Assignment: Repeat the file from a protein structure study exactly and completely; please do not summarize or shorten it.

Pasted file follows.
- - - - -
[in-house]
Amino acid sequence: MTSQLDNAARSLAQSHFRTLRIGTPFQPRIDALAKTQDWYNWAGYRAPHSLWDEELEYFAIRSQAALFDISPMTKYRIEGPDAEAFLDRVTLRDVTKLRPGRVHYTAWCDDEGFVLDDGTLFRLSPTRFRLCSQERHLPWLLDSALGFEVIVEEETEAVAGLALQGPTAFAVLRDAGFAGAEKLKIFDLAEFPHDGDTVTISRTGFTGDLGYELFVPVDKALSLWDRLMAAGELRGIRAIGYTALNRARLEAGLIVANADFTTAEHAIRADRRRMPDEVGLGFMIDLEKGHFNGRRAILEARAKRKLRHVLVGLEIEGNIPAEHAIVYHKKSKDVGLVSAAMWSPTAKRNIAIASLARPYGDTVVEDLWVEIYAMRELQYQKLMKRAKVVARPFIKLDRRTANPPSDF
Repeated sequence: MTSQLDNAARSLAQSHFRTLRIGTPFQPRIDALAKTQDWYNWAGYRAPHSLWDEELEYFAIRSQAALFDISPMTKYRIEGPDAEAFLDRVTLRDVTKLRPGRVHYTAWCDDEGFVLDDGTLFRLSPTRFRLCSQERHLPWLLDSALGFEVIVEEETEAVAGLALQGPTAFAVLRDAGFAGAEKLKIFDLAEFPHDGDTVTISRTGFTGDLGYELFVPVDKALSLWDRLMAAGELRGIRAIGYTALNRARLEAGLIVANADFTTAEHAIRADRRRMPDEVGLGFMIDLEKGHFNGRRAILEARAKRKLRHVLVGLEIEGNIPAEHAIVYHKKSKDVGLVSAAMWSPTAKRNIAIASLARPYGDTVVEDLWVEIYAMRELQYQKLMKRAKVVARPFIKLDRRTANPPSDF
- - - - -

[in-house]
Amino acid sequence: MTSQLDNAARSLAQSHFRTLRIGTPFQPRIDALAKTQDWYNWAGYRAPHSLWDEELEYFAIRSQAALFDISPMTKYRIEGPDAEAFLDRVTLRDVTKLRPGRVHYTAWCDDEGFVLDDGTLFRLSPTRFRLCSQERHLPWLLDSALGFEVIVEEETEAVAGLALQGPTAFAVLRDAGFAGAEKLKIFDLAEFPHDGDTVTISRTGFTGDLGYELFVPVDKALSLWDRLMAAGELRGIRAIGYTALNRARLEAGLIVANADFTTAEHAIRADRRRMPDEVGLGFMIDLEKGHFNGRRAILEARAKRKLRHVLVGLEIEGNIPAEHAIVYHKKSKDVGLVSAAMWSPTAKRNIAIASLARPYGDTVVEDLWVEIYAMRELQYQKLMKRAKVVARPFIKLDRRTANPPSDF
Repeated sequence: MTSQLDNAARSLAQSHFRTLRIGTPFQPRIDALAKTQDWYNWAGYRAPHSLWDEELEYFAIRSQAALFDISPMTKYRIEGPDAEAFLDRVTLRDVTKLRPGRVHYTAWCDDEGFVLDDGTLFRLSPTRFRLCSQERHLPWLLDSALGFEVIVEEETEAVAGLALQGPTAFAVLRDAGFAGAEKLKIFDLAEFPHDGDTVTISRTGFTGDLGYELFVPVDKALSLWDRLMAAGELRGIRAIGYTALNRARLEAGLIVANADFTTAEHAIRADRRRMPDEVGLGFMIDLEKGHFNGRRAILEARAKRKLRHVLVGLEIEGNIPAEHAIVYHKKSKDVGLVSAAMWSPTAKRNIAIASLARPYGDTVVEDLWVEIYAMRELQYQKLMKRAKVVARPFIKLDRRTANPPSDF